Back home in Fredericksburg, Williams was still thinking about ways the story of the Freedom Riders and James Farmer could be told better—and that led to the idea of placing a highway marker at the site of the old bus station.

Williams, Devlin and Henry, in partnership with the City of Fredericksburg, have started the process of applying for the marker from the state Department of Historical Resources. Read more.

Poska Presents to Center for Disease Control

Professor of History Allyson Poska

Professor of History Allyson Poska

Dr. Allyson M. Poska, Professor of History, presented her research on the first vaccination efforts in the Spanish Empire to the Center for Disease Control’s Immunization Division.

Al-Tikriti Presents “Engaging with Higher Education in Azerbaijan”

On Tuesday, May 12, 2020, Middle East History Professor Nabil Al-Tikriti presented a talk entitled “Engaging with Higher Education in Azerbaijan,” invited and hosted by Drexel University’s Global Education Curriculum. This talk was shaped by Prof. Al-Tikriti’s experiences as a Fulbright Scholar in Baku, Azerbaijan in academic year 2018-2019. In this presentation, he addressed points concerning American preconceptions of post-Soviet societies, Caucasus politics, and challenges of Higher Education in Azerbaijan. He wishes to thank Drexel University Professors Joyce Pittman and Kristy Kelly.

The event abstract read as follows: “In this talk, Prof. Nabil Al-Tikriti will describe his year serving as a Fulbright Scholar in Baku, Azerbaijan. In the course of that year, he compared his experiences teaching research methodology to undergraduates with Azerbaijani colleagues, conducted historical research in manuscript collections and university libraries, and assisted national counterparts in designing a proposed reform of Baku State University’s American Studies curriculum. In the course of his immersion, Prof. Al-Tikriti gained numerous insights into post-Soviet legacies in Higher Education, as well as in alternative models of university instruction.”

Those wishing to screen the presentation can access it via this event series link: https://drexel.edu/soe/resources/events/event-series/gec/May-12-2020-event/.

Devlin Discusses Segregation in National Parks on ‘With Good Reason’

Assistant Professor of History Erin Devlin

Assistant Professor of History Erin Devlin

Assistant Professor of History and American Studies Erin Devlin will be featured on an episode of ‘With Good Reason’ radio on WVTF Radio IQ beginning on Saturday, March 21. Devlin is working with Shenandoah National Park and four others throughout Virginia to examine the painful past and legacy of segregation in the parks and wilderness spaces and initiate more inclusive practices. Contracted by the National Park Services, she’s currently leading a unique study that will provide a more comprehensive picture of segregation in the parks through archival research and oral histories of those who experienced it. Once finished, the project will be used to develop more installations and resources – such as the one Devlin and her students recently completed at the Fredericksburg and Spotsylvania National Military Park – that tell the stories of African American visitors to our national parks.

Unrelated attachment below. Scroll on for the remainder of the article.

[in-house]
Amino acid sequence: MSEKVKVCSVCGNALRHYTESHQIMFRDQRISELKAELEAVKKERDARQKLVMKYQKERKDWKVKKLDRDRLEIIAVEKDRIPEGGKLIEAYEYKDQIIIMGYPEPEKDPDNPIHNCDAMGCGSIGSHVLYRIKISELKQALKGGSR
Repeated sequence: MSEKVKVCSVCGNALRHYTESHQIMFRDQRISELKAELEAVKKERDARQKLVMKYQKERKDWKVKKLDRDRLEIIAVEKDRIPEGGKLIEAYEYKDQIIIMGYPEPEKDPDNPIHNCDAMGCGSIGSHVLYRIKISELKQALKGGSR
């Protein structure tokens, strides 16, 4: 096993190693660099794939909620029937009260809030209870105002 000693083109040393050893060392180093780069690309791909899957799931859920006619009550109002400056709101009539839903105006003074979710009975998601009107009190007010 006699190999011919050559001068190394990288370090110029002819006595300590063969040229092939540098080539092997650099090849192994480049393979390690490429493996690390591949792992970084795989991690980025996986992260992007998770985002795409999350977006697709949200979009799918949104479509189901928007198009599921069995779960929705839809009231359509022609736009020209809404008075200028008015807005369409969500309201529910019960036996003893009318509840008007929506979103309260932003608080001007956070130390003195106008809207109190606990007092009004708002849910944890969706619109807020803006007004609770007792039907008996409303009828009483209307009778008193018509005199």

With Good Reason airs Sundays at 2 p.m. on Fredericksburg’s Radio IQ 88.3 Digital and at various times throughout the week on stations across Virginia and the United States. Check the website for show times.

Devlin Interviewed about National Parks Segregation Study on WVTF

Assistant Professor of History Erin Devlin

Assistant Professor of History Erin Devlin

Assistant Professor of History and American Studies Erin Devlin was interviewed by WVTF 88.3 Radio IQ about her study on segregation in Virginia’s national parks, commissioned by the National Park Service with the Organization of American Historians:

She’s poured over planning documents, blueprints, and maps in the hopes of understanding how segregation was implemented at the park. She’s built a whole filing cabinet full of sources. One drawer holds documents relevant to the state of Virginia, which resisted federal efforts to desegregate.

That evidence of segregation is right in front of park visitors all over Virginia, it’s just a matter of seeing it. “There are some picnic tables that are in an open meadow and there are other picnic tables that are in a shaded wood,” Devlin notes. “And that is a product of, in some cases, this legacy of planning for segregation and that there was a desire to tuck away African-American visitors in quiet corners of the parks.” Read more.